Witherspoon’s will be missed

Sometimes my memory fails me. But in this case, I can remember everything in almost perfect detail.
I was sitting in the front seat of my grandfather’s brand new 1956 Olds Delta 88. It was a beautiful car. He had just purchased it and I was going for a ride with him.
The car was coral on the bottom and cream on top. And there was chrome everywhere. The car had that new car smell to it. It was that new.
On this particular night, our ride took us to the newly-opened Witherspoon’s Mileage & DS station. We obviously were going to fill up.
But I remember some details of the night. The lights above the pumps were bright and today I believe they were probably fluorescent. Between the two pumps—regular and premium—stood a large glass cabinet that sparkled in the evening light.
And it was filled with glasses that glistened as the light shone down through them.
We purchased our gas, and I remember my grandfather and Jim Witherspoon talking about his opening. And that night, I took home a small juice glass.
It seemed a really special ride.
I don’t have many great memories of my grandfather, but there was something that happened that night that caused me to remember it.
That stop began a long friendship between the Fort Frances Times and Witherspoon’s. Our newspaper business, and the Cumming family, bought a lot of gas from Jim and then his son, Glenn.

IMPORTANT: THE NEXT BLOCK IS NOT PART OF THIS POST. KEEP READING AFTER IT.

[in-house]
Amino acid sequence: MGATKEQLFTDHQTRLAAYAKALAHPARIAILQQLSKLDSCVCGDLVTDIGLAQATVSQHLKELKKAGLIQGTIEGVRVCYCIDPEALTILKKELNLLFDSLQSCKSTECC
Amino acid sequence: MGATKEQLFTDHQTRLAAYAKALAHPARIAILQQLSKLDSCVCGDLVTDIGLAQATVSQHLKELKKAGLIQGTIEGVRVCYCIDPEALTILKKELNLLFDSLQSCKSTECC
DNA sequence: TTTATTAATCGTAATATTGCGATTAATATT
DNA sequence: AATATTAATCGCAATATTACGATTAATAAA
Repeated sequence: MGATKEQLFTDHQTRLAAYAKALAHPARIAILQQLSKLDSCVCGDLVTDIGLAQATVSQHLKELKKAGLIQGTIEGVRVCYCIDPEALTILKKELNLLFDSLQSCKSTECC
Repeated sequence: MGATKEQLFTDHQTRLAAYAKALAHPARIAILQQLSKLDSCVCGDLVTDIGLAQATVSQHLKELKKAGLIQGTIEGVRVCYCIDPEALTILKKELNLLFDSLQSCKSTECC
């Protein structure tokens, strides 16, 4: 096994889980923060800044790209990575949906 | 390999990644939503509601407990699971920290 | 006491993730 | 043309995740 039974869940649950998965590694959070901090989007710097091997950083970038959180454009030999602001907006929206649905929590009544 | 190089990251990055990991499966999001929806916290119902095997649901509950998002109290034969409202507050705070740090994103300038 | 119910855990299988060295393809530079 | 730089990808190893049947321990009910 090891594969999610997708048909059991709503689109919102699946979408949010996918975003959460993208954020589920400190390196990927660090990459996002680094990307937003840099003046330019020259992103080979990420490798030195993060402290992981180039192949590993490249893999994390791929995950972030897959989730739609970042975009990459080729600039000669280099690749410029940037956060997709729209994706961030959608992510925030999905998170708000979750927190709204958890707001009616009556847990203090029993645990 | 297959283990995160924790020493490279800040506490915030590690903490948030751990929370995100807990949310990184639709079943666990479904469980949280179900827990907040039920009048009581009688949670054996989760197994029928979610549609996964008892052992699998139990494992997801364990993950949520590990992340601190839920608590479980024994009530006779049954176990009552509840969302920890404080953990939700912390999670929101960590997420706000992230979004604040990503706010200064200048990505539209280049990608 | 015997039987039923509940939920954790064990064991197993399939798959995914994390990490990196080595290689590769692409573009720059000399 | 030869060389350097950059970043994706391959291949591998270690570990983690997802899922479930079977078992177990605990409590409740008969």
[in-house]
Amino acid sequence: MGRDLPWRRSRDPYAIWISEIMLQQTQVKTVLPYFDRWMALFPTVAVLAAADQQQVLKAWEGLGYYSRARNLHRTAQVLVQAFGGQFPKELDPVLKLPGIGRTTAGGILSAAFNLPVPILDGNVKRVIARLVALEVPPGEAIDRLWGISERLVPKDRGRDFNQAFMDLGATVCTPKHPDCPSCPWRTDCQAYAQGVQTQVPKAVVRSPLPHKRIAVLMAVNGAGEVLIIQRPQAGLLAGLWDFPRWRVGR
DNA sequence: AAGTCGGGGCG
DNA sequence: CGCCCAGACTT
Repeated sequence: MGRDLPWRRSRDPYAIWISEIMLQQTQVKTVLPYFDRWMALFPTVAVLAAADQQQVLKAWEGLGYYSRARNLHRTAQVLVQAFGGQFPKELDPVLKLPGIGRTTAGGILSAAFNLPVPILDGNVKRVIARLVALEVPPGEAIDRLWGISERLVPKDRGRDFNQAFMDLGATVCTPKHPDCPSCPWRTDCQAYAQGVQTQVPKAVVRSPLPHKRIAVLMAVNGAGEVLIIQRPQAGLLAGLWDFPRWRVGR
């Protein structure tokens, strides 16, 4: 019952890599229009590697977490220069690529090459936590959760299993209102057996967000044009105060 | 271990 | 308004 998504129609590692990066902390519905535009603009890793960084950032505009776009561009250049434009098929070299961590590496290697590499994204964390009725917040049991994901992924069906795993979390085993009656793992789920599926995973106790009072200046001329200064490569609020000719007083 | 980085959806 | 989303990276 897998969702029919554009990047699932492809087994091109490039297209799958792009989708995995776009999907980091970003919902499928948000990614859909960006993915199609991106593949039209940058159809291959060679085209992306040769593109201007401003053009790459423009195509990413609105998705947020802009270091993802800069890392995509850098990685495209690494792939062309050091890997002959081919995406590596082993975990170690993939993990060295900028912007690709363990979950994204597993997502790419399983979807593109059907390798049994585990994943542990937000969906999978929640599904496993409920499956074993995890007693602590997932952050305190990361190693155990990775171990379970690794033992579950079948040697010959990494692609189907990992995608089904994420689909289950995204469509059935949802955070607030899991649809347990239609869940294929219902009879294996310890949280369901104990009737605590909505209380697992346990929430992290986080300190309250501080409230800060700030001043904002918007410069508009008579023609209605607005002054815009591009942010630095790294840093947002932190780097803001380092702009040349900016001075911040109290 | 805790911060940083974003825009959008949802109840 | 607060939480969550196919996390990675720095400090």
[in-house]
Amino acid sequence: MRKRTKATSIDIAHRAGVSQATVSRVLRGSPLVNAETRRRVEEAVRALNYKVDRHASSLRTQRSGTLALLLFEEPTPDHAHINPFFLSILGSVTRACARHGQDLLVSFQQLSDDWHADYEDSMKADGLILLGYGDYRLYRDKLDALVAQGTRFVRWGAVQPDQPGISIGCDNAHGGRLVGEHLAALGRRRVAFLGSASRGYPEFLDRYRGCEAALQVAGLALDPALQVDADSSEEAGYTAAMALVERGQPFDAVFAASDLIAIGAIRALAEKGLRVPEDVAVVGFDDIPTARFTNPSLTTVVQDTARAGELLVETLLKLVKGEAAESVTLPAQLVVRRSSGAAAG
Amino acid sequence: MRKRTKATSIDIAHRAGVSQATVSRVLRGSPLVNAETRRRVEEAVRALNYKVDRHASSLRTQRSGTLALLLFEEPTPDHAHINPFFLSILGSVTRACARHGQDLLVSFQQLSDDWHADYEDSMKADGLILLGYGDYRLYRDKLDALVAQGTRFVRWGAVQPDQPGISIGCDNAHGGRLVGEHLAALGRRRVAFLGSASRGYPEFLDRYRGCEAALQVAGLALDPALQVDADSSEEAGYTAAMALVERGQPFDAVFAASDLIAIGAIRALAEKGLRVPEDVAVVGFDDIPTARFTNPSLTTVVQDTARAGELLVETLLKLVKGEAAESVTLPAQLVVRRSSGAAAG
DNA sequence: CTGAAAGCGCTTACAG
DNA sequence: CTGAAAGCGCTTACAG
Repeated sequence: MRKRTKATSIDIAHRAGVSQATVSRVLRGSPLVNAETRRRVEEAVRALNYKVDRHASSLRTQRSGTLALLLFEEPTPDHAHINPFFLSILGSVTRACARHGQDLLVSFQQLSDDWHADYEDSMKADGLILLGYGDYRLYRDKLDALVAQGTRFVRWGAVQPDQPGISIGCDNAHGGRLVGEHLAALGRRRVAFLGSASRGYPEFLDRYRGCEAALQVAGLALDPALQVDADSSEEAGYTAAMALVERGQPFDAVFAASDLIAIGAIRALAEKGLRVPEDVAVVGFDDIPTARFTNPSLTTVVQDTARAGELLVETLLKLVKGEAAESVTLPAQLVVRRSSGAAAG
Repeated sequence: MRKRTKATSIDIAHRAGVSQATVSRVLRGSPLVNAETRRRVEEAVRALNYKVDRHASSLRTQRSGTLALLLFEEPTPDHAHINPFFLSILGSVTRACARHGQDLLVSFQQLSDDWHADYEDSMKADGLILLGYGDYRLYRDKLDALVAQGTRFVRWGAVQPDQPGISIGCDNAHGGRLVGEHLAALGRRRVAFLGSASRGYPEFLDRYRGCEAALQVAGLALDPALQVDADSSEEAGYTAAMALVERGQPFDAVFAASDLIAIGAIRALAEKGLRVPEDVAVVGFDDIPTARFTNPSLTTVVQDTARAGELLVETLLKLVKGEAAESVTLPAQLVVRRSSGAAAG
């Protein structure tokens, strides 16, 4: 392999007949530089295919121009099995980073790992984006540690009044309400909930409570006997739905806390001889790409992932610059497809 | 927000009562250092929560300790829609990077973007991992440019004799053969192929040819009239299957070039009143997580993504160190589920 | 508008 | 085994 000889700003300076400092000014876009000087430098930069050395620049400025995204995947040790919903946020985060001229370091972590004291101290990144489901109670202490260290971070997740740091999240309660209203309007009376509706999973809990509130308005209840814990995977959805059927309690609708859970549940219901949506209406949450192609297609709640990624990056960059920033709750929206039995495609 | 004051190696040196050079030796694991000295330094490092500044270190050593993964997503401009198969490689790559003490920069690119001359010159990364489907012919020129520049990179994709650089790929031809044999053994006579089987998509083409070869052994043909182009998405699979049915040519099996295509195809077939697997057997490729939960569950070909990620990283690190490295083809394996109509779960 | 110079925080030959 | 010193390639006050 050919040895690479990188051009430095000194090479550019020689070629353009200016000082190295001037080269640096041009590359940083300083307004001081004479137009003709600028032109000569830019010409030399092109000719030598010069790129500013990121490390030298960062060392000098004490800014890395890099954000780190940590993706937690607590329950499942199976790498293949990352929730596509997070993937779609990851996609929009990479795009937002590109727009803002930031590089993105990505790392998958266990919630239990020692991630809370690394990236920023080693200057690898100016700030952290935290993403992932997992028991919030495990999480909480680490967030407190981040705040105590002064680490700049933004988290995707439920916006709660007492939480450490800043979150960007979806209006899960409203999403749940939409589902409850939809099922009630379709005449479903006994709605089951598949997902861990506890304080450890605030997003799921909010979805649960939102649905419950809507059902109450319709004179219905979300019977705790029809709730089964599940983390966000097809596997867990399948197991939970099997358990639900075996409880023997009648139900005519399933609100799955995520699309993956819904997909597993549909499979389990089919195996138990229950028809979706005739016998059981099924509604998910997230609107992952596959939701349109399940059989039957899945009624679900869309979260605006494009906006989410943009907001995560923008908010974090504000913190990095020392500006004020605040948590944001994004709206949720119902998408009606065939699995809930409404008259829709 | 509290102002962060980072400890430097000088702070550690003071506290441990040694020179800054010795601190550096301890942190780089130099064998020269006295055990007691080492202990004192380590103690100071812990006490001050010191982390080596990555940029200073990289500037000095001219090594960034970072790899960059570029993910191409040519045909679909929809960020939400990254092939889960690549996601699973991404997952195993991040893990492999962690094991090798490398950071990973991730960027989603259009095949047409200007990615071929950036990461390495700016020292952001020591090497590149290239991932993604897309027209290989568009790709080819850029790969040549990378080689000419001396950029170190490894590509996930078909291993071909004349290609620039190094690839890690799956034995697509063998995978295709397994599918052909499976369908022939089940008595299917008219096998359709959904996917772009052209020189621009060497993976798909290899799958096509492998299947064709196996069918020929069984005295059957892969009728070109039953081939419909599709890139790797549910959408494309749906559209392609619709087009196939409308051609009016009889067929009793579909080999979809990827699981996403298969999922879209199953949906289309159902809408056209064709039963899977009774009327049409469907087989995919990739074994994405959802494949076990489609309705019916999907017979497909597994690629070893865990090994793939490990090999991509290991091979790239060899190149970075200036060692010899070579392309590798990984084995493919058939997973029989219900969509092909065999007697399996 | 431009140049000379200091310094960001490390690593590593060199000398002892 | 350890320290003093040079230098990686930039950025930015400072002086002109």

The gas service building was much smaller than the one that will be torn down. At one point, it had two service bays and Jim was never too tired to help someone in distress.
The building and business seemed to grow by need and continued to meet the changing times.
Tackle, rods, reels, and maps were added. Hunting and fishing licences have been sold since the service station first opened, and several generations of U.S. tourists have stopped there annually on their trek north.
Later, the bays disappeared, and milk, bread, pop, party snacks, and sandwiches filled those holes.
Last Thursday, after work, I pulled in to buy some gas for the last time. It wouldn’t have mattered what the octane level was, I was going to be one of the last customers.
Unfortunately, the pumps were all dry—and much of the interior of the building was already sold.
I got to know Glenn a little and his children. I knew Jim. Stopping for gas at Witherspoon’s service station was not so much as stopping for a quick fill, as it was stopping for a social chat.
Glenn always had the gift of conversation as did his father, and seldom were he or his staff ever down. And when you stopped, you would leave feeling good.
I’ll miss pulling in to Witherspoon’s, as will many other friends from across the district.

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